I.M. Pei, Architect Of Some Of The World's Most Iconic Structures, Dies At 102

作者:未知 来源:美国国家公共电台 2019-05-18

AUDIE CORNISH, HOST:

The architect I.M. Pei designed some of the most significant buildings of the last 60 years - the pyramid entrance to the Louvre museum in Paris, the Rock & Roll Hall of Fame in Cleveland, the Bank of China Tower in Hong Kong, to name just three. I.M. Pei died today. He was 102 years old. NPR's Ted Robbins has this remembrance.

TED ROBBINS, BYLINE: I.M. Pei's best-known work was not well-received. He took a parking lot in front of one of Paris's most treasured sites, the Louvre, and he made a new entrance to the museum - a large glass pyramid. In a PBS documentary, the architect with the easy smile and the signature round glasses recalled how he was slammed after the pyramid opened in 1988.

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I M PEI: No, I would say the first year and a half was really hell. I really couldn't walk the streets of Paris without people walking and look at me as if to say, there you go again; what are you doing here? What are you doing to us? What are you doing to our great Louvre?

ROBBINS: Two decades passed, and in 2009, NPR's Susan Stamberg revisited the site. The Louvre's director at the time, Henri Loyrette, called the pyramid a masterpiece.

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HENRI LOYRETTE: And when you ask the visitors, why are you coming to the Louvre, they give mainly three answers - for the Mona Lisa, for the Venus of Milo and for the pyramid.

ROBBINS: Not the first time shock has given way to admiration in architecture, but I.M. Pei didn't like labels. He said there is no such thing as modern, post-modern or deconstruct architecture. Listen to him back in 1970, though, talking with WGBH on the site of the National Center for Atmospheric Research, which he designed, in Boulder, Colo.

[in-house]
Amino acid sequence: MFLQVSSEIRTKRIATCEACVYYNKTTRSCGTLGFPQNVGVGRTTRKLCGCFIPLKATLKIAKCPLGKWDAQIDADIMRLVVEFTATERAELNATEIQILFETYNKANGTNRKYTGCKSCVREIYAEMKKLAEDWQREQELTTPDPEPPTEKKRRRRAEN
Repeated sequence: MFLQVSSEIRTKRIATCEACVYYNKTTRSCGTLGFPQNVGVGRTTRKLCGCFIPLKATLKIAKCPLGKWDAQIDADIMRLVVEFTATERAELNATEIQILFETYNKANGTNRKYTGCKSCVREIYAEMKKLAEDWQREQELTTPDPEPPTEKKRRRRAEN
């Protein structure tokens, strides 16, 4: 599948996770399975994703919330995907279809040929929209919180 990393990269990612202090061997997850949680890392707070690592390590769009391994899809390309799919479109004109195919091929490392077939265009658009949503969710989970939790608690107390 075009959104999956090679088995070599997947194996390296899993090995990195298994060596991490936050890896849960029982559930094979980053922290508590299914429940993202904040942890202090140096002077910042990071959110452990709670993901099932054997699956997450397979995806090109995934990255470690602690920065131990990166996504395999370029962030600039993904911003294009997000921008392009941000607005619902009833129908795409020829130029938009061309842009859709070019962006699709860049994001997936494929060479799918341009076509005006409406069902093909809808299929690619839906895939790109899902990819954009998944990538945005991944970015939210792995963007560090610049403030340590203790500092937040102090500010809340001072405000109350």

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PEI: And if the problem is a complicated problem, then the building will result just that way. But after that we'll have - then have to simplify it. We'll have to then eliminate the unessential.

ROBBINS: That is pretty much the definition of modernism in architecture - eliminate the inessential, leaving clean lines and spare geometric forms. Though again on PBS, Pei said his architecture is not just geometry.

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PEI: There are many other elements that come into play to create a form - space, which is what architecture really is. You have to have light. Now, light is terribly important. What are shapes if there's no light? The light of the sun is magical because it changes so much.

ROBBINS: I.M. Pei was born in Suzhou, China. He grew up in a house where gardens and airy pavilions merged with the landscape. Pei biographer Carter Wiseman told journalist Edward Lifson, who contributed to this remembrance, that the natural world deeply influenced Pei.

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CARTER WISEMAN: Having come from China where he was exposed to garden architecture, he had a very different concept of time. He was interested in the sculptural properties of rocks. There was an affinity for nature and for history that most Americans do not get no matter how hard we try.

ROBBINS: Pei's father was a banker, his mother an artist. He came to the U.S. as a teenager in 1935, went to MIT and was influenced by the work of pioneering modernist Le Corbusier and Frank Lloyd Wright.

Pei's privileged upbringing helped him navigate the alpha male world of architecture and real estate. He was able to schmooze with the powerful, which led to projects like the apartments on Manhattan's East Side called the Kips Bay Towers, the Kennedy Library in Boston and the east wing of the National Gallery of Art in Washington, D.C.

Pei didn't get everything right. His design for New York's Jacob Javits Convention Center, for instance, is still less than loved. In 1990, the Bank of China Tower opened, and his modern, soaring design instantly became one of the most recognizable skyscrapers in Hong Kong. Younger Chinese architects like Wang Shu admired I.M. Pei's success.

WANG SHU: It really awakened something to me.

ROBBINS: Wang Shu, like I.M. Pei decades earlier, won the Pritzker Architecture Prize. He says Pei figured out a way to bridge East and West, old and new. He gives Pei a high compliment, calling him teacher.

WANG: Teacher means he do something before me, and I can think about in his work which way is right.

ROBBINS: From the Macau Science Center to the Museum of Islamic Art in Doha, I.M. Pei continued building through 2009. His name, I.M. - it stands for Ieoh Ming, which roughly means to make an indelible mark. I.M. Pei certainly did that. Ted Robbins, NPR News. [POST BROADCAST CORRECTION: In the audio, as in a previous version of the Web story, we say that I.M. Pei was born in Suzhou, China. In fact, he was born in Guangzhou.]

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